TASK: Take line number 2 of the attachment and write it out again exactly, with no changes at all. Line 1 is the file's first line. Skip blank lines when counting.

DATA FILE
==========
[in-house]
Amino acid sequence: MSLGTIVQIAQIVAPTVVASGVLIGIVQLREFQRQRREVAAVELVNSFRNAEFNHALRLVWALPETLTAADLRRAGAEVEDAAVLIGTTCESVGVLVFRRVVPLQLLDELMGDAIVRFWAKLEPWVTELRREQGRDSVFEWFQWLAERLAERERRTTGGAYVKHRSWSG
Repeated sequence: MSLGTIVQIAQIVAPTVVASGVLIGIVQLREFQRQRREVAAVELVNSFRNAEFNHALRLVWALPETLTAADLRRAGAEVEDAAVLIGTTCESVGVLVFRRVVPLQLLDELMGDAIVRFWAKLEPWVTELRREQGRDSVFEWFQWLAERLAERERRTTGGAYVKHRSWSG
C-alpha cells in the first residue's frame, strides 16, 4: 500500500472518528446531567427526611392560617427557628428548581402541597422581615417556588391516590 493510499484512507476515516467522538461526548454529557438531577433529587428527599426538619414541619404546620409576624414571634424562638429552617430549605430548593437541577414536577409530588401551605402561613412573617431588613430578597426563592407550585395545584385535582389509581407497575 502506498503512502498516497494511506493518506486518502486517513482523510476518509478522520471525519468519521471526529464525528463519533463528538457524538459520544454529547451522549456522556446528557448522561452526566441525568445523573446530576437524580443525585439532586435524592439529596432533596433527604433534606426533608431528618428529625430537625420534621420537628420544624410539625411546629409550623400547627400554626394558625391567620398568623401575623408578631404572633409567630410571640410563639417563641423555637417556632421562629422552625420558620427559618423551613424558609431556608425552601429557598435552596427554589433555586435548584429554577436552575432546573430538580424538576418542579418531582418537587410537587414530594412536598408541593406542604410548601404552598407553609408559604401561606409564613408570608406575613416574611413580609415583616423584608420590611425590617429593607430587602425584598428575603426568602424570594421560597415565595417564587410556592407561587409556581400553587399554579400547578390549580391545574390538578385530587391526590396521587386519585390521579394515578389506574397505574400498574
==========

Amino acid sequence: MSLGTIVQIAQIVAPTVVASGVLIGIVQLREFQRQRREVAAVELVNSFRNAEFNHALRLVWALPETLTAADLRRAGAEVEDAAVLIGTTCESVGVLVFRRVVPLQLLDELMGDAIVRFWAKLEPWVTELRREQGRDSVFEWFQWLAERLAERERRTTGGAYVKHRSWSG